But Struggle is part of the Christian experience. When a baby dies, when a spouse is diagnosed with a terminal disease, or when some other unspeakable tragedy occurs, people need to be already armed with a solid understanding of providence and sovereignty. They need to have already wrestled with the tension between divine providence and human freedom in a way that brings them toward greater intimacy with God BEFORE these things happen in their lives. If that means the pastor has to occasionally “go deep” on a subject like providence, so be it!
Likewise, when a child struggling with homosexuality “comes out” or a businessman is faced with the choice between keeping his integrity or keeping his job, the truth of God’s Word from the pulpit should be in the minds of all who are involved so that hard issues can be faced in a way that honors Jesus.
Too often, pastors avoid these subjects, or worse, they oversimplify them in a way that ignores the difficulties of applying one’s faith during hard times. Enabling your people in this way is a treasonous act of denying them the tools necessary to think and act for themselves in a way that brings glory to God. Sure, there are more “practical matters” to attend to, and those should be addressed as well.
Additionally, every subject that is dealt with by a pastor should be connected to the larger purpose of lifting up Jesus as the center and circumference of Scripture and our faith. But if God’s Word addresses it, then we are bound by our calling to address it as well.
3. Doing the work rather than sharing the work. Maybe its motivated by guilt. Or maybe its motivated by a desire to control every ministry. Whatever the motivation, workaholism on the part of the pastor steals time from his family, and steals opportunities for service from his people. Doing anything (or worse, having your wife do anything) simply because ‘no one else will do it’ enables the church in its current state of laziness and consumer-driven sin.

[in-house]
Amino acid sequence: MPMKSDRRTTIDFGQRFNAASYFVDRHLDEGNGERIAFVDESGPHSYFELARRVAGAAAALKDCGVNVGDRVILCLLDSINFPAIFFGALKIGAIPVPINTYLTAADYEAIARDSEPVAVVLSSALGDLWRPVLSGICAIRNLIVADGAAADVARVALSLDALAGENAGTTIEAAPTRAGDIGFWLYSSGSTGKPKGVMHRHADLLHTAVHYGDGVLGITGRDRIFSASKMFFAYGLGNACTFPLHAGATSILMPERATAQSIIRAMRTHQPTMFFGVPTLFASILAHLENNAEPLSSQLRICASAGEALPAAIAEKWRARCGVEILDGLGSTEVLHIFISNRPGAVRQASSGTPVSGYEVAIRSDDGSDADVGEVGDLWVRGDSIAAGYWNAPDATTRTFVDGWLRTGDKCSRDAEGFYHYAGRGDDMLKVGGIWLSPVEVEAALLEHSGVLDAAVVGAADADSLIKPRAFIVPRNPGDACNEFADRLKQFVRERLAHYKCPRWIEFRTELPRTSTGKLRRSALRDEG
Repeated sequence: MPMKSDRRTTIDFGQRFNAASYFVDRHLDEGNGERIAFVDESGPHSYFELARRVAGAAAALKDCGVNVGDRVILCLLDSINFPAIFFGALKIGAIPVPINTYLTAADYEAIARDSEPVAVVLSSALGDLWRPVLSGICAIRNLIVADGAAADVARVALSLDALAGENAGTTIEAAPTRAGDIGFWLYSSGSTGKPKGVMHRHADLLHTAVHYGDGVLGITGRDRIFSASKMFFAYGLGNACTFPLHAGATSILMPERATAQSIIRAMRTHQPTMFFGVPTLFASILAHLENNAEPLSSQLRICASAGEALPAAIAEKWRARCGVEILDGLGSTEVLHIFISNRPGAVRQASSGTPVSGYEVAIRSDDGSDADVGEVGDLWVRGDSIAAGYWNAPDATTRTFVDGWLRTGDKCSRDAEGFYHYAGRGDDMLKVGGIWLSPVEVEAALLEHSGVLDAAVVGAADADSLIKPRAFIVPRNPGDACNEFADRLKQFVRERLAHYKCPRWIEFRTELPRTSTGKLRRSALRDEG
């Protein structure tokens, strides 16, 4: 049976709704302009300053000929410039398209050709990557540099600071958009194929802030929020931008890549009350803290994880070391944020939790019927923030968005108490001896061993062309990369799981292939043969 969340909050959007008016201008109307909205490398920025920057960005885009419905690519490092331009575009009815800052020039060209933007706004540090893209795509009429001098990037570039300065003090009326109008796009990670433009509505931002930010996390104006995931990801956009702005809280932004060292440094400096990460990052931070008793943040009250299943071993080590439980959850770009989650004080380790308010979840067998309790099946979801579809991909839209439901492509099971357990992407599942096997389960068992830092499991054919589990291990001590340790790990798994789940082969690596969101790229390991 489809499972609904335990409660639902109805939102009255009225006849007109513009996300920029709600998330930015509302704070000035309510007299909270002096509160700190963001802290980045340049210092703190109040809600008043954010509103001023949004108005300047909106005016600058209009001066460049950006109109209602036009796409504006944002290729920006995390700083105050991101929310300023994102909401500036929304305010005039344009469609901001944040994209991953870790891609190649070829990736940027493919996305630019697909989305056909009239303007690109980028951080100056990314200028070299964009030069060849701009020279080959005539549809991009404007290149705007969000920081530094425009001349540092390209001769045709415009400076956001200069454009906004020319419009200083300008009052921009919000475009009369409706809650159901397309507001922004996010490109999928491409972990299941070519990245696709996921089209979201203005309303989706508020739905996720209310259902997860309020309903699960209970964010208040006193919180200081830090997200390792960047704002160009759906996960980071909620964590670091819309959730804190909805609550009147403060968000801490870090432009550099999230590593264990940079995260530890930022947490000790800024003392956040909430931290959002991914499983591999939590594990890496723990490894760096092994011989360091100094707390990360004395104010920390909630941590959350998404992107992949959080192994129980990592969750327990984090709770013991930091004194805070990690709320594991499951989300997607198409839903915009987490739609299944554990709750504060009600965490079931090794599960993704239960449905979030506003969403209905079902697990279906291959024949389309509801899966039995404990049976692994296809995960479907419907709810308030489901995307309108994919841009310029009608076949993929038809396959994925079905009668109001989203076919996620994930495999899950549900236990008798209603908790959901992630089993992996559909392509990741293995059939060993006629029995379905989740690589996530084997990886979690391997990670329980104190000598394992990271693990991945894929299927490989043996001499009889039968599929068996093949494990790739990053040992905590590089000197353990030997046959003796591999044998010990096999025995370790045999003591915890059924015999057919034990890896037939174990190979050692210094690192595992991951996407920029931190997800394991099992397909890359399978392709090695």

Furthermore, answering every phone call, making every visit and personally responding to every need means you never equip the church to do these things and are personally worn to the point where you eventually do nothing well. The late Adrian Rodgers said it best: “The pastor who is always available is rarely worth anything when he is available.”
4. Making the church about you. This is, by far, the hardest statement in this post, but its true. Pastor, the church is not about you! Its about the body of Christ, and your validity in holding the pastoral office is tied inextricably to how well you serve the people God has put under your charge.
When you act, you should do so with their best interests in mind.
In too many evangelical traditions including my own, the “celebrity culture” has produced many men who believe the church is there so that they can advance themselves. Regrettably, I’ve encountered a few pastors who make decisions that affect the entire church based solely on how they will personally be affected. In the worst cases, this behavior manifests itself in a pastor who uses the pulpit to get out all of his pent-up frustrations, which is the pastor-congregation equivalent of spousal abuse. Pastor, you serve the bride of Christ, and one day, you and I will stand in front of Him and answer for how we have treated His wife while she was in our care!
I’m convinced that codependency is a real issue with many pastors and churches. Rather than empower and bless each other, they use each other in a way that spreads dysfunction throughout the body, and destroys any hope of that local church being faithful to her call. When a pastor simply gives the people whatever they want whenever they want in an attempt to keep his job, or be complimented, or to advance himself, such behavior is not service. It is enablement. To be sure, pastors by themselves cannot change this scenario. But men, we can, and we must, resist the temptation to confuse equipping with enablement.
The fear of man is a snare. (Proverbs 29:25) Resist it, and serve your people well as a result.